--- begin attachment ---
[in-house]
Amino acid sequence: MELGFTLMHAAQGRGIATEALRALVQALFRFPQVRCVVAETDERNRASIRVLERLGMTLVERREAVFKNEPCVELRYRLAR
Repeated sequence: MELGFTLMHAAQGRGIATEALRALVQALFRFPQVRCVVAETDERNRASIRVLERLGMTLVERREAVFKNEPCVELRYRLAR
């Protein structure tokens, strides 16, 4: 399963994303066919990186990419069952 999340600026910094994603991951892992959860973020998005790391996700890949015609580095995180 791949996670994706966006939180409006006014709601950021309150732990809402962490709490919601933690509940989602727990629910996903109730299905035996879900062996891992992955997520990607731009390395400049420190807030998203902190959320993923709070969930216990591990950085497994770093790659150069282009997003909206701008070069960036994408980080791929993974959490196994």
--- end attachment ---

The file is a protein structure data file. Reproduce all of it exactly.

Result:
[in-house]
Amino acid sequence: MELGFTLMHAAQGRGIATEALRALVQALFRFPQVRCVVAETDERNRASIRVLERLGMTLVERREAVFKNEPCVELRYRLAR
Repeated sequence: MELGFTLMHAAQGRGIATEALRALVQALFRFPQVRCVVAETDERNRASIRVLERLGMTLVERREAVFKNEPCVELRYRLAR
């Protein structure tokens, strides 16, 4: 399963994303066919990186990419069952 999340600026910094994603991951892992959860973020998005790391996700890949015609580095995180 791949996670994706966006939180409006006014709601950021309150732990809402962490709490919601933690509940989602727990629910996903109730299905035996879900062996891992992955997520990607731009390395400049420190807030998203902190959320993923709070969930216990591990950085497994770093790659150069282009997003909206701008070069960036994408980080791929993974959490196994």